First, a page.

Kurt Russell: His knowledge; it's truly stunning, just stunning. I don't care how much you think you know, you're not even close, you're not even in the ball park.
He knew all of your movies?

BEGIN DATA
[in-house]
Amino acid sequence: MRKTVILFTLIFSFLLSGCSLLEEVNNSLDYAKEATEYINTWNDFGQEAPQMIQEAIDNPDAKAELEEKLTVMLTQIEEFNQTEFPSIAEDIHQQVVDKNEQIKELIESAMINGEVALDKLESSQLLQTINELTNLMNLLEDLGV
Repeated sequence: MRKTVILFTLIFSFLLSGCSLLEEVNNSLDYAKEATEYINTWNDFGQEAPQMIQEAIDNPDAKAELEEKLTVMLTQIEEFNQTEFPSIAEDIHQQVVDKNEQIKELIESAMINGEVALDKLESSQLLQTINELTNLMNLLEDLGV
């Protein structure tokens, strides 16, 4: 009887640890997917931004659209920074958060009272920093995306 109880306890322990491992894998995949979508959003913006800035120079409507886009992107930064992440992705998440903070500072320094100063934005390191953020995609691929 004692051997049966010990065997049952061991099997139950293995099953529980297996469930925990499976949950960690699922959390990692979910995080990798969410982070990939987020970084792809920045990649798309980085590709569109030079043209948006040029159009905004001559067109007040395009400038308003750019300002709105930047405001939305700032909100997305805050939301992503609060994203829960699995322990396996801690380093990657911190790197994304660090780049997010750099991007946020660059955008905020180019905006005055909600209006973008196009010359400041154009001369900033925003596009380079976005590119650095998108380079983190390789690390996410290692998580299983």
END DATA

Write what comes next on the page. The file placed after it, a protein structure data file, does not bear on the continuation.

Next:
Kurt Russell: Man from U.N.C.L.E.; I said, 'Oh yeah, I did one of them.' He said, 'Yeah, that scene with you and Ellia Kiriakin, you did this...(pretends to speed talk like Quentin), and then the next scene (does same speed talk). The high chaperone!' It's insane, it's insane; it's savant, you can't believe it. You have no concept of the depth of his savantism he has with movies. To the point where - I would like for you all to see something, which would be quite fascinating - if you ever do see it, you'll be like, 'yeah.' If he were to walk in this room right now, you would start talking to him, start asking questions, and I went over there, and I had a movie screen over there. If I turned it on an old episode of Then Came Bronson (acts as if his head his turning towards the screen and not focusing on the table). Michael Parks. If I were to put it on and you were sitting there, and you asked him questions, he'd start to answer your, your...(turns his head and focuses fully on the wall). He's out, he can't not watch it; he's weird. He's got something with 24 frames a second; he can't function. I've been in a room where he was to tell me what we were shooting here cause I gotta know where I'm going to go with this guy. He said, 'You're just driving this thing.' And I said, 'But I gotta know.' He comes in, 'You know, you're right, I've thought about it and you're right.' I've got the TV on, it's just on some show, nothing important; he starts to tell me about the part, the thing where we're going to shoot. He says, 'This is the...(turns head and stops talking)' I wanted to see it. But I hit the button [to turn it off], and he went, 'So...' and he came right back; it was like a black-out drunk, never knew what happened. It's phenomenal, phenomenal; his knowledge, he doesn't forget anything he's ever heard. It's off the chart.